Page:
Ask the Swan Specialist
Date: 28 July 2014
You probably do not want to add the hyacinths to your swan's pond. Water hyacinths are an extremely invasive species and may overrun the habitat very quickly. We're not sure that the swans will eat the hyacinths, and these plants could overrun other plants that the swans may need in their diet.
We would suggest that you plant lemongrass, pickerel weed, duckweed, etc. Duckweed can also be invasive to the point that you can't get rid of it if there is no water flow.
Place a small fence around the new vegetation so that the swans cannot access the plants until the new growth takes hold. You will need to plant the vegetation not only in shallow water, but go about 6-7 feet deep. A swan's neck can reach approximately 4-5 feet. So, if you can establish the vegetation in a plot (12 x 24 feet), behind fencing, then, the plants should be able to get a foothold before the swans are able to yank them from the soil. Give it a couple of months to grow. In shallow areas, the swans will be able to grab the plants at the base and may pull them from the roots. However, at 6-7 feet, the birds will only be able to strip the top reeds/grass instead of the roots. Thus, the plants can still keep growing under the soil even if their reeds/stalks are eaten.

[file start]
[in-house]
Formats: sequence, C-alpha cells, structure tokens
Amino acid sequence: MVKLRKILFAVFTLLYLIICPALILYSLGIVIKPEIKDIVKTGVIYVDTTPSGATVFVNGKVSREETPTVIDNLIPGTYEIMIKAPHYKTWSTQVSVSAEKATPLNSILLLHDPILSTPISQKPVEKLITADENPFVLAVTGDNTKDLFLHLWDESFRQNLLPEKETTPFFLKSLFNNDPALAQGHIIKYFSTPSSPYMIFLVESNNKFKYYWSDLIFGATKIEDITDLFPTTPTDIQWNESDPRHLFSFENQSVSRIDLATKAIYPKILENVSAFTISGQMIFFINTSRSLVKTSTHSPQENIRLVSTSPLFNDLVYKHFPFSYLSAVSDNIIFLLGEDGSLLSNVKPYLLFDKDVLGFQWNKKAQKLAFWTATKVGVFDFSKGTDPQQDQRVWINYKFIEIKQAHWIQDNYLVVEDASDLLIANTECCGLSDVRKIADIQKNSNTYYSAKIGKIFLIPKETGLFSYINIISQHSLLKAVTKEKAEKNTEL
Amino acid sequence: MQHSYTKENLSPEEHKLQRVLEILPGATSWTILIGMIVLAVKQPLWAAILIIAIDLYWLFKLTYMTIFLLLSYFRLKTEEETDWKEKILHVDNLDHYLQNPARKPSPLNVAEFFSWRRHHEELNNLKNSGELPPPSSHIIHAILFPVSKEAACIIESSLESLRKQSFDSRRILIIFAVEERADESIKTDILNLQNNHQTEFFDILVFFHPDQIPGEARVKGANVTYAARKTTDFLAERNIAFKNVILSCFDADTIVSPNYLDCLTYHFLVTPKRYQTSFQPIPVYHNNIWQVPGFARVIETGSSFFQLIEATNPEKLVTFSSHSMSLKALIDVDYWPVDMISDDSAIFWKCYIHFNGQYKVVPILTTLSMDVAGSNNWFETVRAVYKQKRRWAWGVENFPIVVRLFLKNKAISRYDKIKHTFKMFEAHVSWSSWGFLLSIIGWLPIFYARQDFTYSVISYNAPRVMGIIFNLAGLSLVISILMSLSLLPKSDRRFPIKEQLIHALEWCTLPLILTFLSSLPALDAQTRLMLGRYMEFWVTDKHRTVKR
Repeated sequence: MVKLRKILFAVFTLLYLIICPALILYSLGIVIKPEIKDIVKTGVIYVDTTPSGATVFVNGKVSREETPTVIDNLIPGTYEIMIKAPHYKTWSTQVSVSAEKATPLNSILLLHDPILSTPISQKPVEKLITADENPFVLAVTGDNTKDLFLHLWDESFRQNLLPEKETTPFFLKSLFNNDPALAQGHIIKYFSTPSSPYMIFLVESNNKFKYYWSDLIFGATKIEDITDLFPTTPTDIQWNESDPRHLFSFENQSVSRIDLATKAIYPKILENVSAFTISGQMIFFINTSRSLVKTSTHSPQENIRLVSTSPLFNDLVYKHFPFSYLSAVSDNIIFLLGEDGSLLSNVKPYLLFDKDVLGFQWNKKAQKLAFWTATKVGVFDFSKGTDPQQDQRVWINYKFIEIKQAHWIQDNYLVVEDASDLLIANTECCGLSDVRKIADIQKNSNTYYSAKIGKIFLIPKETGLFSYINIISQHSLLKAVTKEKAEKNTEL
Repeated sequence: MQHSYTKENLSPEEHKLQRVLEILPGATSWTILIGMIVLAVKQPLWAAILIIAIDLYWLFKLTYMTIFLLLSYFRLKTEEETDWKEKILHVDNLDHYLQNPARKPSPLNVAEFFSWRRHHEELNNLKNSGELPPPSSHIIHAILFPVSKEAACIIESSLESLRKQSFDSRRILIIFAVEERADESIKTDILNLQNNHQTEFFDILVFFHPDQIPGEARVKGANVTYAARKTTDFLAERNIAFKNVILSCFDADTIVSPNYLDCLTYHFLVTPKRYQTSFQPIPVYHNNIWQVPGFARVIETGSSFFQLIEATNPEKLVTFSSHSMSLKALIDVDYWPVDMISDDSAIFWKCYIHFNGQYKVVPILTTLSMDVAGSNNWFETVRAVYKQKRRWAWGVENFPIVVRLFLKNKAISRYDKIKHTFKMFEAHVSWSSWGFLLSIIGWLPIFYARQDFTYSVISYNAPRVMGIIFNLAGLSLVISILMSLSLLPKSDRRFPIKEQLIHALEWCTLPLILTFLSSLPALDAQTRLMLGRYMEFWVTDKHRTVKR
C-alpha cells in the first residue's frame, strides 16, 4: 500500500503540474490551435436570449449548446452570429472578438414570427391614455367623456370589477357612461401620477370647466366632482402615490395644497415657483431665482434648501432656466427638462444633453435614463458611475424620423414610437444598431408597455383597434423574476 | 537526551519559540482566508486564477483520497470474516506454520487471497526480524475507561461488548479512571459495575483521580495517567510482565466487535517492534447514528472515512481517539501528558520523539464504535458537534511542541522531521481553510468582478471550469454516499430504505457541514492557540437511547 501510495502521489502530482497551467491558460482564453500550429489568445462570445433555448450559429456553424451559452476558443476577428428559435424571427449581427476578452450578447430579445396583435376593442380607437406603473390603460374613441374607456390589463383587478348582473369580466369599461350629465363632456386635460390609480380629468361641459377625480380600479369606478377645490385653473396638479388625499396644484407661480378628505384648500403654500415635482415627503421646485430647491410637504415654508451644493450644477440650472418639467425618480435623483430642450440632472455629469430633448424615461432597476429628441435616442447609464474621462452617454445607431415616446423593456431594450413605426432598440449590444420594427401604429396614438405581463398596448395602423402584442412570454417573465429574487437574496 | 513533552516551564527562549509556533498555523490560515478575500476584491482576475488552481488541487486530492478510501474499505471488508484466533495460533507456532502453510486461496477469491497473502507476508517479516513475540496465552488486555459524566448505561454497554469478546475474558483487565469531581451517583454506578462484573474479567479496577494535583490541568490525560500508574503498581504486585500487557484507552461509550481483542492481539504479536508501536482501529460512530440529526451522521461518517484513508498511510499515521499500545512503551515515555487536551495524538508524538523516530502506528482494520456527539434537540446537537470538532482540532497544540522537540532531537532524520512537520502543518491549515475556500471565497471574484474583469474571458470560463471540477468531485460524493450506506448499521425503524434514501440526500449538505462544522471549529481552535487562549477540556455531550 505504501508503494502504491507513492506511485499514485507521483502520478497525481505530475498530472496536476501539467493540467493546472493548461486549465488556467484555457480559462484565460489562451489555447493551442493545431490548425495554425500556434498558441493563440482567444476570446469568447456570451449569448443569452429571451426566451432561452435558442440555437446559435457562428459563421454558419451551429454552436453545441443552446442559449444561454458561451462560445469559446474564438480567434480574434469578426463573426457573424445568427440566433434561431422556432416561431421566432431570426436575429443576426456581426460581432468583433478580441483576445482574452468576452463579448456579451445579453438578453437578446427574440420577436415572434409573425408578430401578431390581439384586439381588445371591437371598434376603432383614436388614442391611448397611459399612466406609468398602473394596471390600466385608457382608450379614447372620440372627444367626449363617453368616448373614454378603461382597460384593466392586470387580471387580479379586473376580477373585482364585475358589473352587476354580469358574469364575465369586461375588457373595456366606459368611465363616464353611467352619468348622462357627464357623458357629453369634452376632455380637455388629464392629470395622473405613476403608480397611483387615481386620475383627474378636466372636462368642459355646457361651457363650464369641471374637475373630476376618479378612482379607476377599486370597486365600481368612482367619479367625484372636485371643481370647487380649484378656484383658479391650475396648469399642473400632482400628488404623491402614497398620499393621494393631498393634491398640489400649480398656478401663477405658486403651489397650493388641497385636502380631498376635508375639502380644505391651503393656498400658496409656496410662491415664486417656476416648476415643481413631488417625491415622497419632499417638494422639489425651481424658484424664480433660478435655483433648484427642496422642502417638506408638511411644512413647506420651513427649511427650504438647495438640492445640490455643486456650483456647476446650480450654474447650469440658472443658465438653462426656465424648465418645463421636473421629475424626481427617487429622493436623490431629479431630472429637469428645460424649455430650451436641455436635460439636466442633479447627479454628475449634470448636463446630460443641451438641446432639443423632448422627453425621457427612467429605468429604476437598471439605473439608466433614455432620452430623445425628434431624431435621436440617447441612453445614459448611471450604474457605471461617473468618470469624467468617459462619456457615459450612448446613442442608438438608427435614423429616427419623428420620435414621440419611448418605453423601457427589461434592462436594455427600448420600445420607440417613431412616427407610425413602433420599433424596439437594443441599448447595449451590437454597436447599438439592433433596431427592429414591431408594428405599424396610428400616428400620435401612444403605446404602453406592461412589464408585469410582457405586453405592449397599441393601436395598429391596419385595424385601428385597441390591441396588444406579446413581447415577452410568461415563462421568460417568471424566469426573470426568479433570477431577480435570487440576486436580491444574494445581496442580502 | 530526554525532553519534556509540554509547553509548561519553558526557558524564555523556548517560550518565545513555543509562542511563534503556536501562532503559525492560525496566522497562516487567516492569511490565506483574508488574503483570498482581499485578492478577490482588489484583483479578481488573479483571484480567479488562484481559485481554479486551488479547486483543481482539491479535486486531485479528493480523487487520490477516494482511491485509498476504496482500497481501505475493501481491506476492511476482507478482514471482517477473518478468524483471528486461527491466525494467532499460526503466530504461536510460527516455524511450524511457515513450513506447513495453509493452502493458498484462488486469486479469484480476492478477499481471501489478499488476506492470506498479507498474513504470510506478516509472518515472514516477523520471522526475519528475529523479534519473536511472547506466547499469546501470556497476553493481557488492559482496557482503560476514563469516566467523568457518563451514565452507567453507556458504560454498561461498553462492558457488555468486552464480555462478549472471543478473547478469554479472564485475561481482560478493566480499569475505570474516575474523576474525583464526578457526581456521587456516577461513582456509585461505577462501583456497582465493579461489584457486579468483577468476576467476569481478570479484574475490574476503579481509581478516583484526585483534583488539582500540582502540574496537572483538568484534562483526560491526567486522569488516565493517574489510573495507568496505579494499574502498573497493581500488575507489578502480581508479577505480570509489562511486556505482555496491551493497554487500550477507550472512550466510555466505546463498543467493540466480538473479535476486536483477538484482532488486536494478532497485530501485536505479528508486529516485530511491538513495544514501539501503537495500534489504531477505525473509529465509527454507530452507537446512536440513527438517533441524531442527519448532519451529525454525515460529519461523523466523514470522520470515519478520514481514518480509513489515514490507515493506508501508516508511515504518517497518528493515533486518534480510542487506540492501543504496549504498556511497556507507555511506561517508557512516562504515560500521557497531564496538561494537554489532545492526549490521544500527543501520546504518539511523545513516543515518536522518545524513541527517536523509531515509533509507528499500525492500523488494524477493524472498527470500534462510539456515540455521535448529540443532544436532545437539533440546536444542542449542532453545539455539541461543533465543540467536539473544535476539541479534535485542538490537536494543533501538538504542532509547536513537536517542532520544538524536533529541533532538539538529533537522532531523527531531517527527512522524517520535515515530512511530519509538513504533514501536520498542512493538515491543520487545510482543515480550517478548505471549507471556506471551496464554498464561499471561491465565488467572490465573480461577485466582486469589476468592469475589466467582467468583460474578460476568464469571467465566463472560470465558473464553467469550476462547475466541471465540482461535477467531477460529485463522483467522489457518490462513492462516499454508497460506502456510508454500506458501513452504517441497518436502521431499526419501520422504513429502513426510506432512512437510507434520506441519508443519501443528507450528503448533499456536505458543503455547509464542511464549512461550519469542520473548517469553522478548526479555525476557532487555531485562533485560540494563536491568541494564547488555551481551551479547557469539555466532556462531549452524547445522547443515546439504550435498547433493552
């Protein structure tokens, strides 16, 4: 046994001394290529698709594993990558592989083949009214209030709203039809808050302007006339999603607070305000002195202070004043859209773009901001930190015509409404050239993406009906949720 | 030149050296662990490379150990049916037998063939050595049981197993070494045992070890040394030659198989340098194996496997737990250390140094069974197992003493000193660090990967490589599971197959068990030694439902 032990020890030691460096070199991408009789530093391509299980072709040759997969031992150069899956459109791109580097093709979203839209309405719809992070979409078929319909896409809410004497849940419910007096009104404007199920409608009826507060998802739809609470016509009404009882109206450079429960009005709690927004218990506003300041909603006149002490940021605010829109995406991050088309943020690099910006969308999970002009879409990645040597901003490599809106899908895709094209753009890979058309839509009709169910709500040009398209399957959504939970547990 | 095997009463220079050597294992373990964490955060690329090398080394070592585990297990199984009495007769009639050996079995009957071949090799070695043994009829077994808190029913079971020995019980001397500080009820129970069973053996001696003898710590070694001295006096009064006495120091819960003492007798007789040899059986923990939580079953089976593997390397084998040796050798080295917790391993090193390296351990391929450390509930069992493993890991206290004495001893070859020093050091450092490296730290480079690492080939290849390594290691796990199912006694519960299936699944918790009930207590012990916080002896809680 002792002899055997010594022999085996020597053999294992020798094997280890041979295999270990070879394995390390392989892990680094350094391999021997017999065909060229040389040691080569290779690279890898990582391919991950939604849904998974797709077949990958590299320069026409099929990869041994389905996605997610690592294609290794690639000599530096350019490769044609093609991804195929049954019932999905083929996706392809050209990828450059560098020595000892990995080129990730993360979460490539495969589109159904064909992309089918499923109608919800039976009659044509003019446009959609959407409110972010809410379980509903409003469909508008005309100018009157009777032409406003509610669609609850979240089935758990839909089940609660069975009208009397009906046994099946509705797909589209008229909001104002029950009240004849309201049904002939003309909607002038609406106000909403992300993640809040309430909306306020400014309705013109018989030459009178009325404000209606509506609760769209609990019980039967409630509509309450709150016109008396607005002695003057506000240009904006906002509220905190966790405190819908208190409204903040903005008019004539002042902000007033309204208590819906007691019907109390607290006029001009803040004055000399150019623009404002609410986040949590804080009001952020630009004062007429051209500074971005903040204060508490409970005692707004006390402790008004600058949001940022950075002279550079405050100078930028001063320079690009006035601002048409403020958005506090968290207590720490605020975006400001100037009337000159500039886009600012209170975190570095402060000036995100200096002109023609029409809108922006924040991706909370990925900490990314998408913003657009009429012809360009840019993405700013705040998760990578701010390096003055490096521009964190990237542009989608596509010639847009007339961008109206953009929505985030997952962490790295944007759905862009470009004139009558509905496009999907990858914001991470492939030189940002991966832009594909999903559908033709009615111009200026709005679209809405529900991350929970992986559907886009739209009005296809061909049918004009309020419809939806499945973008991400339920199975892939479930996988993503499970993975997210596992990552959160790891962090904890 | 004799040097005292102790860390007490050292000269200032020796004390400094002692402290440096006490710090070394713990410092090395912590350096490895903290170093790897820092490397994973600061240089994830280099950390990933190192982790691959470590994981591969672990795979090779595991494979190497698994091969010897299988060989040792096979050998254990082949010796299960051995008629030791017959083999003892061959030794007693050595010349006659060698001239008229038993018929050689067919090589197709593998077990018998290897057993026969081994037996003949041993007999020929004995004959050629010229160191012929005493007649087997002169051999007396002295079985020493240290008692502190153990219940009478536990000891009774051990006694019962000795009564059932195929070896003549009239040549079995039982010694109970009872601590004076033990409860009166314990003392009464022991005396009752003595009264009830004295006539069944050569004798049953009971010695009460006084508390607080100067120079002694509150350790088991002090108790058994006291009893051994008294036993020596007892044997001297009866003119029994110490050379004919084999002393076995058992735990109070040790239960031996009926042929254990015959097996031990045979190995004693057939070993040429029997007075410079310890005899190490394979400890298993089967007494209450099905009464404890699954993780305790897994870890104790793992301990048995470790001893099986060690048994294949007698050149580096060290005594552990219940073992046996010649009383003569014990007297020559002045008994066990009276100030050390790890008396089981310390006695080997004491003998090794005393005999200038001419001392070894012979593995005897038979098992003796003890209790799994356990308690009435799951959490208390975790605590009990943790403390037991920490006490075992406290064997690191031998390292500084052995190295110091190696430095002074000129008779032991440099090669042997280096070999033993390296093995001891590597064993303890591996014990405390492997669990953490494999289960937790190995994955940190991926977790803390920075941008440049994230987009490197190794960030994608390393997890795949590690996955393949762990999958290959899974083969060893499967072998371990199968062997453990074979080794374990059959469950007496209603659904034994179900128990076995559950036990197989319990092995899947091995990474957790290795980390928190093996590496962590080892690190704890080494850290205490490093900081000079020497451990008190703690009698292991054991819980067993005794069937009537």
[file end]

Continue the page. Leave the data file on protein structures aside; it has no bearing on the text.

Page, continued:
We hope this makes sense. In any case, the lemongrass and duck weed will be much more palatable for the swans than water hyacinth. Water lilies are also not very good because they have spike like structures under the water's surface which can possibly injure the swans' eyes or feet under the water and can also spread throughout the pond. We have seen swans in ponds with water lilies and the swans will not eat the pads. Additionally, water iris is poisonous, so it is extremely important that you choose aquatic vegetation carefully.
Swans will also eat torpedo grass (so they help keep the pond area clean and trimmed). You may want to plant rye grass and petunias around the habitat (use organic-no insecticides/pesticides, etc.) and allow the swans to graze on land while the sub aquatic vegetation is growing.
One last note, water hyacinths and lily pads that overtake a habitat are an inviting habitat for banded water snakes and water moccasins. We have seen water moccasins attempting to hide/nest under swan nests in overrun reed areas. One bite from this venomous snake can not only make the swan ill, but can kill them. Sometimes, a clean pond is much better for swans than having so much plant life that they may not be able to swim or invites unwanted wildlife. The Regal Swan
Messages In This Thread
- Are water hyacinths safe for mute swans? -- Cindy -- 28 July 2014
- Re: Are water hyacinths safe for mute swans? -- The Regal Swan -- 28 July 2014